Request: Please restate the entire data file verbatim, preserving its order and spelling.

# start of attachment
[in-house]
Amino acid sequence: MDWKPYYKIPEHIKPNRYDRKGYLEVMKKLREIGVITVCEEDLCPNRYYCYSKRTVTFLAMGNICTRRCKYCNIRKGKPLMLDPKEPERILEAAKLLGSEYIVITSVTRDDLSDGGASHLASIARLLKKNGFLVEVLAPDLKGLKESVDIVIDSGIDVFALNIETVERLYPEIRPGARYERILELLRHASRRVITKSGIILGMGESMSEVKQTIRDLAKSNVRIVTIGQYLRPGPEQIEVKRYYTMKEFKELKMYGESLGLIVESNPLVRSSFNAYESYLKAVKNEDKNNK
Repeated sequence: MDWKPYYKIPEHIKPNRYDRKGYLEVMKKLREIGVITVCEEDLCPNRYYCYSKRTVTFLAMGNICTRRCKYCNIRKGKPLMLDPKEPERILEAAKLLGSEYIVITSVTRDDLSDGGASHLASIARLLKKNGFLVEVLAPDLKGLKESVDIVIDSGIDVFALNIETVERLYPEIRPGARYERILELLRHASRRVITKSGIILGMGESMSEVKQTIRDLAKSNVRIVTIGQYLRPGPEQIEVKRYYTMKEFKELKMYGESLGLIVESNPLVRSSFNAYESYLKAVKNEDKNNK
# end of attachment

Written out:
[in-house]
Amino acid sequence: MDWKPYYKIPEHIKPNRYDRKGYLEVMKKLREIGVITVCEEDLCPNRYYCYSKRTVTFLAMGNICTRRCKYCNIRKGKPLMLDPKEPERILEAAKLLGSEYIVITSVTRDDLSDGGASHLASIARLLKKNGFLVEVLAPDLKGLKESVDIVIDSGIDVFALNIETVERLYPEIRPGARYERILELLRHASRRVITKSGIILGMGESMSEVKQTIRDLAKSNVRIVTIGQYLRPGPEQIEVKRYYTMKEFKELKMYGESLGLIVESNPLVRSSFNAYESYLKAVKNEDKNNK
Repeated sequence: MDWKPYYKIPEHIKPNRYDRKGYLEVMKKLREIGVITVCEEDLCPNRYYCYSKRTVTFLAMGNICTRRCKYCNIRKGKPLMLDPKEPERILEAAKLLGSEYIVITSVTRDDLSDGGASHLASIARLLKKNGFLVEVLAPDLKGLKESVDIVIDSGIDVFALNIETVERLYPEIRPGARYERILELLRHASRRVITKSGIILGMGESMSEVKQTIRDLAKSNVRIVTIGQYLRPGPEQIEVKRYYTMKEFKELKMYGESLGLIVESNPLVRSSFNAYESYLKAVKNEDKNNK